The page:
Dorothy's Reviews > Sovereign

Sovereign by C.J. Sansom
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Sep 25, 09

bookshelves: historical-mysteries
Recommended to Dorothy by: My husband
Recommended for: Lovers of historical fiction and/or mysteries.
Read in September, 2009

I am really enjoying reading this series about the Tudor England of Henry VIII, and this third entry is definitely the best so far. Sansom has meticulously researched the period of which he writes and, while I certainly am not an expert on that period, everything about the books rings true to me.

It was a period of great cruelty, both to people and animals, and that is the hardest part of these books to read. I found myself skimming over a few sections, just because I have no stomach for torture and brutality. And yet those were important components of the whole social fabric of the period. The king was all powerful and could do whatever he wanted to whomever he wanted. And he and his agents did just that. It was a terrible thing to attract his notice.

Unfortunately for Matthew Shardlake, he does attract some notice when he stumbles upon a cache of papers in York which may in fact shed doubt upon the legitimacy of Henry VIII's kingship. Shardlake and his assistant Jack Barak were in York where he had been assigned to help with petitions that were to be presented to the king on his great "Progress" to the north. He also was charged with the care of a conspirator who was destined to be sent to the Tower of London for torture. Shardlake was to keep him alive and reasonably well until he could be brought to the Tower. That proves to be an extremely difficult task.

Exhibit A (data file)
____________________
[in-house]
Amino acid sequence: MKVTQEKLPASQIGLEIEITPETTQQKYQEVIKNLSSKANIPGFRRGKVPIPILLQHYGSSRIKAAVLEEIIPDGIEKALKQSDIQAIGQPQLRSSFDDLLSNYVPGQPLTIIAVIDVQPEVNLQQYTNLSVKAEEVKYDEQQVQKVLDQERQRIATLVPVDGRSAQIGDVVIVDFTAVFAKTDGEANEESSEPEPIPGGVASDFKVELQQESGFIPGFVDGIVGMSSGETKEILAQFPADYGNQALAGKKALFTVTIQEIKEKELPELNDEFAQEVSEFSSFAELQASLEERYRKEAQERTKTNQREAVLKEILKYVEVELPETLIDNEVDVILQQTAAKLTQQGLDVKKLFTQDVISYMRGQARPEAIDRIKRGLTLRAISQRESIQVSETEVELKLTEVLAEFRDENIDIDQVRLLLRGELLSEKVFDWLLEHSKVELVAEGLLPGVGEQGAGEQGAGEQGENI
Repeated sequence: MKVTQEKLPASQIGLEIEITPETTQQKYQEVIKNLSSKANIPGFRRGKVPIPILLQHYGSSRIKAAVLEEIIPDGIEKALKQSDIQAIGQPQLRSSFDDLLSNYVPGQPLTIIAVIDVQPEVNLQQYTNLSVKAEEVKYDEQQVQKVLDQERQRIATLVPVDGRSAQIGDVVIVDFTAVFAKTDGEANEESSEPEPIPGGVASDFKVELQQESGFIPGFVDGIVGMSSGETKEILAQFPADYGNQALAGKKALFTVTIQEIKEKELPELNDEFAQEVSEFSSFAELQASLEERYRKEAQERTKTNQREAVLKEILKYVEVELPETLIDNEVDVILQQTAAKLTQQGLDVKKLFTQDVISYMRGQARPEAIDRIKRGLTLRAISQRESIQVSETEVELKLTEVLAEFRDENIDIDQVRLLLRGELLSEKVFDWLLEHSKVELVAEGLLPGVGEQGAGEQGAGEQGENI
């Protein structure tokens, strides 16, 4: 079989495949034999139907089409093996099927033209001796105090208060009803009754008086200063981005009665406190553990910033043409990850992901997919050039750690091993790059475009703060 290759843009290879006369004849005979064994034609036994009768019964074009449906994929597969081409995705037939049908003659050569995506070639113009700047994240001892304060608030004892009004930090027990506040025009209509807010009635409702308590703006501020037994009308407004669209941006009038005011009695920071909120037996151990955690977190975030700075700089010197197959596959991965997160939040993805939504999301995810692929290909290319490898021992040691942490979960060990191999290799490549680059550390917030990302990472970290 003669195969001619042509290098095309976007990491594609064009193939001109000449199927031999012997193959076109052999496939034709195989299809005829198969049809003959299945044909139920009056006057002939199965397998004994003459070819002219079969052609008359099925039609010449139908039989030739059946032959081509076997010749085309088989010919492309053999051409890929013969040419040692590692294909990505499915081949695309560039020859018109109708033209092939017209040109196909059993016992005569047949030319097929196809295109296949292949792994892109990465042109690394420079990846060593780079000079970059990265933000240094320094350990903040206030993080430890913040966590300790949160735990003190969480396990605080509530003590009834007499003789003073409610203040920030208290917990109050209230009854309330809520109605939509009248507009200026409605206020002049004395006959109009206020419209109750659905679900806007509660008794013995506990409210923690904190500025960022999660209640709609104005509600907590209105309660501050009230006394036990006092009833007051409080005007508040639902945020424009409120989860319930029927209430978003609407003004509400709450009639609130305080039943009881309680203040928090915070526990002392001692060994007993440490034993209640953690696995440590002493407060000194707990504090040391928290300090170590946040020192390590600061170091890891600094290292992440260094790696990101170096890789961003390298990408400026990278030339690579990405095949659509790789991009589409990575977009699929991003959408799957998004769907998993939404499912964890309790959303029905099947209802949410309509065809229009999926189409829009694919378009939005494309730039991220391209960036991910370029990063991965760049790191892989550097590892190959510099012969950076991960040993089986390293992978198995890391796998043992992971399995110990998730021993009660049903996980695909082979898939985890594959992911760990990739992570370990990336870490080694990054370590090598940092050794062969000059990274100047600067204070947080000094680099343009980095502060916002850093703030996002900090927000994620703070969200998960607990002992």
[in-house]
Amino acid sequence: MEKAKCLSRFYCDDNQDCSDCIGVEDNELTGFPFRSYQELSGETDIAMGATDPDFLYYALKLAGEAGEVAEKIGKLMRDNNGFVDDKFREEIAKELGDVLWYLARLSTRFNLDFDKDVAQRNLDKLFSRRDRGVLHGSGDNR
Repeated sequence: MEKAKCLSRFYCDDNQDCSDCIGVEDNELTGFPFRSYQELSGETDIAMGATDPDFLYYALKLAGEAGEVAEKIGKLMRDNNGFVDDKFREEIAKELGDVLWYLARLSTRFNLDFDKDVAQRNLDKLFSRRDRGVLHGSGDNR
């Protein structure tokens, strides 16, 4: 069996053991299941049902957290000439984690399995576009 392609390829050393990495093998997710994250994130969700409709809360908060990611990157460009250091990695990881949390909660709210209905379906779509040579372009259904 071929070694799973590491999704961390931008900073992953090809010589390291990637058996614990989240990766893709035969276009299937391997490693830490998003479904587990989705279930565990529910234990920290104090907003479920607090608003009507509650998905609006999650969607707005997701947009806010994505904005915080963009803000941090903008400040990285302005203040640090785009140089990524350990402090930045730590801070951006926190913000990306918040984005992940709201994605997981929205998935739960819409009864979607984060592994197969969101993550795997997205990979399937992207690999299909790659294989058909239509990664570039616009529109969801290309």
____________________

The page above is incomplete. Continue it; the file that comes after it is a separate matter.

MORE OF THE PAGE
York is a hotbed of insurrection and the center of a conspiracy against the king. Shardlake and Barak find themselves embroiled in it despite themselves, and then the attempts on Shardlake's life commence. Time and again he is attacked and it seems very uncertain whether he will ever make it back to London alive, much less solve the mystery of why someone wants him dead and who that someone is.

Sansom is a master at creating the atmosphere of the period. One feels that one is slogging along in the sucking mud, smelling the disgusting odors, hearing the sounds of workmen and animals and carts. It really is quite a marvelous achievement of writing. Sansom is said to be a favorite of the dean of British mystery writers P.D. James. I understand why.
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Reading Progress

09/22/2009 page 106
18.18%
09/22/2009 page 106
18.18% "The blatant cruelty to both humans and animals in this Tudor period is distressing and difficult to read about."
09/23/2009 page 207
35.51% "Yorkshire is in turmoil as Henry VIII's "Progress" continues in the area. Already there has been one murder and one attempted. What next?"
09/24/2009 page 301
51.63% "Someone is trying to kill Matthew Shardlake. Who and why? Barak is getting more involved with the lovely Tamasin. Where will that lead?"

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